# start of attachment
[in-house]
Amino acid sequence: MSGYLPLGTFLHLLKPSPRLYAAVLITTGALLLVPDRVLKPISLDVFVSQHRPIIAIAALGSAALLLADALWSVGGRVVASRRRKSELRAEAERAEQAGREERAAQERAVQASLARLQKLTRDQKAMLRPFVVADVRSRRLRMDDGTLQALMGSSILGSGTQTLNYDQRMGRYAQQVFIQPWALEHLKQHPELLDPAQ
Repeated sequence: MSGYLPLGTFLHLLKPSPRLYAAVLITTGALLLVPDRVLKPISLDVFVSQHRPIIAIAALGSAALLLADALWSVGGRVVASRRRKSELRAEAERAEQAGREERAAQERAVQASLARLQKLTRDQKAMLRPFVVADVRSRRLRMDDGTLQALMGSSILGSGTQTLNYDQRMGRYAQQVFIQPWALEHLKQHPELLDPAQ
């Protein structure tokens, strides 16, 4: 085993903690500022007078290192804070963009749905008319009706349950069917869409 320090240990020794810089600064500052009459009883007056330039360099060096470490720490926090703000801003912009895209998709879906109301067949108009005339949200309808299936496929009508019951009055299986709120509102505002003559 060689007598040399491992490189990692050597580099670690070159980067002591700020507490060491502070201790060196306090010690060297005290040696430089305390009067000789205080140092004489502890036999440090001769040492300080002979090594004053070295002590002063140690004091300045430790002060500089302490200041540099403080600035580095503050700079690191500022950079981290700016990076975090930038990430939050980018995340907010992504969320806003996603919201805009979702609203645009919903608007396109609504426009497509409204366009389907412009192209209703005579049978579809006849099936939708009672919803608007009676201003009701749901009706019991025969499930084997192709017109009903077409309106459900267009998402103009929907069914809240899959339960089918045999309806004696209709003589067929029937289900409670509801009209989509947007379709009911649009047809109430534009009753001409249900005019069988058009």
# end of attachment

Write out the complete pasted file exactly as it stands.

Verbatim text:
[in-house]
Amino acid sequence: MSGYLPLGTFLHLLKPSPRLYAAVLITTGALLLVPDRVLKPISLDVFVSQHRPIIAIAALGSAALLLADALWSVGGRVVASRRRKSELRAEAERAEQAGREERAAQERAVQASLARLQKLTRDQKAMLRPFVVADVRSRRLRMDDGTLQALMGSSILGSGTQTLNYDQRMGRYAQQVFIQPWALEHLKQHPELLDPAQ
Repeated sequence: MSGYLPLGTFLHLLKPSPRLYAAVLITTGALLLVPDRVLKPISLDVFVSQHRPIIAIAALGSAALLLADALWSVGGRVVASRRRKSELRAEAERAEQAGREERAAQERAVQASLARLQKLTRDQKAMLRPFVVADVRSRRLRMDDGTLQALMGSSILGSGTQTLNYDQRMGRYAQQVFIQPWALEHLKQHPELLDPAQ
């Protein structure tokens, strides 16, 4: 085993903690500022007078290192804070963009749905008319009706349950069917869409 320090240990020794810089600064500052009459009883007056330039360099060096470490720490926090703000801003912009895209998709879906109301067949108009005339949200309808299936496929009508019951009055299986709120509102505002003559 060689007598040399491992490189990692050597580099670690070159980067002591700020507490060491502070201790060196306090010690060297005290040696430089305390009067000789205080140092004489502890036999440090001769040492300080002979090594004053070295002590002063140690004091300045430790002060500089302490200041540099403080600035580095503050700079690191500022950079981290700016990076975090930038990430939050980018995340907010992504969320806003996603919201805009979702609203645009919903608007396109609504426009497509409204366009389907412009192209209703005579049978579809006849099936939708009672919803608007009676201003009701749901009706019991025969499930084997192709017109009903077409309106459900267009998402103009929907069914809240899959339960089918045999309806004696209709003589067929029937289900409670509801009209989509947007379709009911649009047809109430534009009753001409249900005019069988058009």